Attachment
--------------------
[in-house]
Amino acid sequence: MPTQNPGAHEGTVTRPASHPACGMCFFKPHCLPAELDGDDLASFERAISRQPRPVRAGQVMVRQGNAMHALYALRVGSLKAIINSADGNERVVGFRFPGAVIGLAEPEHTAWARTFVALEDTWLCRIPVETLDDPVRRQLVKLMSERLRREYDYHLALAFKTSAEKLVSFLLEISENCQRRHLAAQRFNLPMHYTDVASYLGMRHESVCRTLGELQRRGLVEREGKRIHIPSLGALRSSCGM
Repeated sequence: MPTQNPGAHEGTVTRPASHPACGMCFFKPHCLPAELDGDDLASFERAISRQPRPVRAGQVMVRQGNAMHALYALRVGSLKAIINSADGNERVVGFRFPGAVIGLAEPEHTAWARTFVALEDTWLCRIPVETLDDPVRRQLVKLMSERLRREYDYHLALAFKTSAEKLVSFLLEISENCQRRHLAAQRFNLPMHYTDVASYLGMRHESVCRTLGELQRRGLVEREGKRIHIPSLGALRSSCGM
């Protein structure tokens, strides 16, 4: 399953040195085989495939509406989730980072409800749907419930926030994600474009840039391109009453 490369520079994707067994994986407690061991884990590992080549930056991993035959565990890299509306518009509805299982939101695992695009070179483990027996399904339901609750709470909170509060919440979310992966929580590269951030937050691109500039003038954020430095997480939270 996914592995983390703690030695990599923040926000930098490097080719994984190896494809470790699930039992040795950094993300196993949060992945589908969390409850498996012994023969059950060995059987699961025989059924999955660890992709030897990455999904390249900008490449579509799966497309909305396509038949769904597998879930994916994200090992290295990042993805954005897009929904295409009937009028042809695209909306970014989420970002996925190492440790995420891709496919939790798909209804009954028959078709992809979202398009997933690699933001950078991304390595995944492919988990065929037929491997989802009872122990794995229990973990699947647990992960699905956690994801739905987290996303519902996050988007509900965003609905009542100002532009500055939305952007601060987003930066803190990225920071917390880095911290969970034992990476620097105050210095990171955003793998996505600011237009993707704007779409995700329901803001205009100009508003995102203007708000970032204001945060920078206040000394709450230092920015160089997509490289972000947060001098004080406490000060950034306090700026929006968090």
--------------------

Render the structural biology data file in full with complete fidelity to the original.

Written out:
[in-house]
Amino acid sequence: MPTQNPGAHEGTVTRPASHPACGMCFFKPHCLPAELDGDDLASFERAISRQPRPVRAGQVMVRQGNAMHALYALRVGSLKAIINSADGNERVVGFRFPGAVIGLAEPEHTAWARTFVALEDTWLCRIPVETLDDPVRRQLVKLMSERLRREYDYHLALAFKTSAEKLVSFLLEISENCQRRHLAAQRFNLPMHYTDVASYLGMRHESVCRTLGELQRRGLVEREGKRIHIPSLGALRSSCGM
Repeated sequence: MPTQNPGAHEGTVTRPASHPACGMCFFKPHCLPAELDGDDLASFERAISRQPRPVRAGQVMVRQGNAMHALYALRVGSLKAIINSADGNERVVGFRFPGAVIGLAEPEHTAWARTFVALEDTWLCRIPVETLDDPVRRQLVKLMSERLRREYDYHLALAFKTSAEKLVSFLLEISENCQRRHLAAQRFNLPMHYTDVASYLGMRHESVCRTLGELQRRGLVEREGKRIHIPSLGALRSSCGM
């Protein structure tokens, strides 16, 4: 399953040195085989495939509406989730980072409800749907419930926030994600474009840039391109009453 490369520079994707067994994986407690061991884990590992080549930056991993035959565990890299509306518009509805299982939101695992695009070179483990027996399904339901609750709470909170509060919440979310992966929580590269951030937050691109500039003038954020430095997480939270 996914592995983390703690030695990599923040926000930098490097080719994984190896494809470790699930039992040795950094993300196993949060992945589908969390409850498996012994023969059950060995059987699961025989059924999955660890992709030897990455999904390249900008490449579509799966497309909305396509038949769904597998879930994916994200090992290295990042993805954005897009929904295409009937009028042809695209909306970014989420970002996925190492440790995420891709496919939790798909209804009954028959078709992809979202398009997933690699933001950078991304390595995944492919988990065929037929491997989802009872122990794995229990973990699947647990992960699905956690994801739905987290996303519902996050988007509900965003609905009542100002532009500055939305952007601060987003930066803190990225920071917390880095911290969970034992990476620097105050210095990171955003793998996505600011237009993707704007779409995700329901803001205009100009508003995102203007708000970032204001945060920078206040000394709450230092920015160089997509490289972000947060001098004080406490000060950034306090700026929006968090």